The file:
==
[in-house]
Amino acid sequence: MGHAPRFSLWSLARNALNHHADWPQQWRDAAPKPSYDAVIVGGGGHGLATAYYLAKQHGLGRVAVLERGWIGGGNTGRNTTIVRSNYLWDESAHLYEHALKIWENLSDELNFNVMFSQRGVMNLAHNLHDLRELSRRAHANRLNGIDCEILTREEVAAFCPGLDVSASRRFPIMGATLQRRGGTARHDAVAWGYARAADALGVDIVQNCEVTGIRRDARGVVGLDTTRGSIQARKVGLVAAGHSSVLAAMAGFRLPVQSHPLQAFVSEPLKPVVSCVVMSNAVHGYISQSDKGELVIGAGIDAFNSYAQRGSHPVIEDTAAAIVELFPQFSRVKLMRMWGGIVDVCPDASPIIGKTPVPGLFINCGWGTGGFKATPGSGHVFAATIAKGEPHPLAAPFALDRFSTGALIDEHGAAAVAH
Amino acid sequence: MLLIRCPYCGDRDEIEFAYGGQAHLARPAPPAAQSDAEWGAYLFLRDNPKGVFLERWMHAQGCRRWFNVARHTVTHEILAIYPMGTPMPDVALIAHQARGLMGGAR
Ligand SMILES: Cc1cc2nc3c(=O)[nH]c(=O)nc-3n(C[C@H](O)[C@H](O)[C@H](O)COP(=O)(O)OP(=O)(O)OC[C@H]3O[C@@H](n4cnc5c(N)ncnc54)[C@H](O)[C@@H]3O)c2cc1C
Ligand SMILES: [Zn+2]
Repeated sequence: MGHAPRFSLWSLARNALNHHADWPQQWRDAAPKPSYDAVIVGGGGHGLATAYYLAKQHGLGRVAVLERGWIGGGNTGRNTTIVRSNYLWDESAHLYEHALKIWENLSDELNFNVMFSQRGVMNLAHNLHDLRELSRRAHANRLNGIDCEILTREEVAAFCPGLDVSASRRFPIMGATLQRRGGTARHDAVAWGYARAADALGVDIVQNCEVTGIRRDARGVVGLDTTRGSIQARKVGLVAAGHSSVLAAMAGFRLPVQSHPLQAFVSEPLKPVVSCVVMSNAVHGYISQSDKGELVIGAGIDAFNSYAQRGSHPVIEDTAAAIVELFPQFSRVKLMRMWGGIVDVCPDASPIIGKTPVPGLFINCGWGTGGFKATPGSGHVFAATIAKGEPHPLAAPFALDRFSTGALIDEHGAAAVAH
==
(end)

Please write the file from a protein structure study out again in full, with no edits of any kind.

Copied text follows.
[in-house]
Amino acid sequence: MGHAPRFSLWSLARNALNHHADWPQQWRDAAPKPSYDAVIVGGGGHGLATAYYLAKQHGLGRVAVLERGWIGGGNTGRNTTIVRSNYLWDESAHLYEHALKIWENLSDELNFNVMFSQRGVMNLAHNLHDLRELSRRAHANRLNGIDCEILTREEVAAFCPGLDVSASRRFPIMGATLQRRGGTARHDAVAWGYARAADALGVDIVQNCEVTGIRRDARGVVGLDTTRGSIQARKVGLVAAGHSSVLAAMAGFRLPVQSHPLQAFVSEPLKPVVSCVVMSNAVHGYISQSDKGELVIGAGIDAFNSYAQRGSHPVIEDTAAAIVELFPQFSRVKLMRMWGGIVDVCPDASPIIGKTPVPGLFINCGWGTGGFKATPGSGHVFAATIAKGEPHPLAAPFALDRFSTGALIDEHGAAAVAH
Amino acid sequence: MLLIRCPYCGDRDEIEFAYGGQAHLARPAPPAAQSDAEWGAYLFLRDNPKGVFLERWMHAQGCRRWFNVARHTVTHEILAIYPMGTPMPDVALIAHQARGLMGGAR
Ligand SMILES: Cc1cc2nc3c(=O)[nH]c(=O)nc-3n(C[C@H](O)[C@H](O)[C@H](O)COP(=O)(O)OP(=O)(O)OC[C@H]3O[C@@H](n4cnc5c(N)ncnc54)[C@H](O)[C@@H]3O)c2cc1C
Ligand SMILES: [Zn+2]
Repeated sequence: MGHAPRFSLWSLARNALNHHADWPQQWRDAAPKPSYDAVIVGGGGHGLATAYYLAKQHGLGRVAVLERGWIGGGNTGRNTTIVRSNYLWDESAHLYEHALKIWENLSDELNFNVMFSQRGVMNLAHNLHDLRELSRRAHANRLNGIDCEILTREEVAAFCPGLDVSASRRFPIMGATLQRRGGTARHDAVAWGYARAADALGVDIVQNCEVTGIRRDARGVVGLDTTRGSIQARKVGLVAAGHSSVLAAMAGFRLPVQSHPLQAFVSEPLKPVVSCVVMSNAVHGYISQSDKGELVIGAGIDAFNSYAQRGSHPVIEDTAAAIVELFPQFSRVKLMRMWGGIVDVCPDASPIIGKTPVPGLFINCGWGTGGFKATPGSGHVFAATIAKGEPHPLAAPFALDRFSTGALIDEHGAAAVAH